The EU-China Civil Society Dialogue Programme on Participatory Public Policy (2011-2013) included target groups such as community-based organizations, consumers, disabled groups, educational organizations, local authorities, migrants, NGOs, women and young people. Over the three years, 800 participants from Europe and China deliberated on a range of issues including climate change, environmental health, labor relations, child welfare, social entrepreneurship, information disclosure, government procurement of CSO services and disability rights. They put insights into practice and jointly designed and implemented 14 follow-up initiatives for civil society participation in public policy.
These three dialogue initiatives demonstrated how the EU could tap into the diversity and vitality of existing civil society networks and become an active supporter of people-to-people dialogue between Europe and China.
To this end, the EC could take the lead and issue a call in 2014 for the establishment of the EU-China People-to-People Dialogue Support Facility. More than just a talking shop, it should seek concrete action and provide funding for follow-up activities. It would run from 2015 until 2020 and would need sufficient resources to implement a minimum of 20 dialogue forums and 10 study tours in Europe and China. This would require a budget of 5 million to 8 million euros.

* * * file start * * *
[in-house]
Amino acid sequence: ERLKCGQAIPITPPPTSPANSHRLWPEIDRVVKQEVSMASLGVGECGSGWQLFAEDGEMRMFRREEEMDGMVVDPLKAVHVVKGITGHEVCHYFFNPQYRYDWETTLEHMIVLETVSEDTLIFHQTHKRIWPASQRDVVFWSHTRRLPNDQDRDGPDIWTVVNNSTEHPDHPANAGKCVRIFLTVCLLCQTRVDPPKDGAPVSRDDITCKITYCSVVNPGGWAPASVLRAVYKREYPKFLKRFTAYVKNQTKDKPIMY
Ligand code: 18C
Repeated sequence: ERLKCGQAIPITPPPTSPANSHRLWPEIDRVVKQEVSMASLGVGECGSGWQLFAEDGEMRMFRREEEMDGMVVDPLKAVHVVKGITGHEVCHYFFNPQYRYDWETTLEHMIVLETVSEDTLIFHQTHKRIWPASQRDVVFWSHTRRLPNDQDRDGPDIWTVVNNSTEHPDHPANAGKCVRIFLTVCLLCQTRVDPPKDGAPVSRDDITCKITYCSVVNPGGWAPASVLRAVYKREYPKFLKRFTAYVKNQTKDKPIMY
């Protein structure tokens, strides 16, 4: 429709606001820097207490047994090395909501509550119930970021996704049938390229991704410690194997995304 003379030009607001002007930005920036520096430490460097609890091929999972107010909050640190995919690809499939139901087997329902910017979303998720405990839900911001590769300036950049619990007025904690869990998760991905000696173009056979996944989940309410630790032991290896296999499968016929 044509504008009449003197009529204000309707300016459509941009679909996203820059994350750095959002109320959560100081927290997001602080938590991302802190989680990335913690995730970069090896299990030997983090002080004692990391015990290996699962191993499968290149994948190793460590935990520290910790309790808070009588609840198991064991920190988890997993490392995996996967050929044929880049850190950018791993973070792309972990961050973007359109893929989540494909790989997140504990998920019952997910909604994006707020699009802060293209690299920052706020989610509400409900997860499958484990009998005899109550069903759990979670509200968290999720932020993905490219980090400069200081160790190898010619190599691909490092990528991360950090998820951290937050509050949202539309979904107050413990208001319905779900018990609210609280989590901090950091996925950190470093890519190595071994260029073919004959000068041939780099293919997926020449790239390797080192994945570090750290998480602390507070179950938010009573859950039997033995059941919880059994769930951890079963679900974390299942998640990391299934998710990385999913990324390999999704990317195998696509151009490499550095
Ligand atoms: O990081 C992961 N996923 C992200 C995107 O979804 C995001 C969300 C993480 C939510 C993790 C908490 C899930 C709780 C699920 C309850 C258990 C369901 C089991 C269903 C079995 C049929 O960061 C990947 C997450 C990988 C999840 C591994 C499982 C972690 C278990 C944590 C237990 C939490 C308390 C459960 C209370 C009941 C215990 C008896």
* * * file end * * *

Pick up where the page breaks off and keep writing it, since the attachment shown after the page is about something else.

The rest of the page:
The P2PDSF could be given a remit to promote grassroots-level dialogue in the fields of education, environment, culture, civil society, public sector reform, disability, gender and LGBT, and youth.
It has the potential to renew the tradition of citizen diplomacy based on the key principles of solidarity, subsidiarity, reciprocity and sustainability developed during the implementation of the EU-China Civil Society Dialogue Programme (2011-13).
The author is senior fellow at the China Policy Institute and lecturer at the School of Contemporary Chinese Studies, University of Nottingham. He is also program manager for the EU-China Civil Society Dialogue. The views do not necessarily reflect those of China Daily.
(China Daily European Weekly 10/18/2013 page12)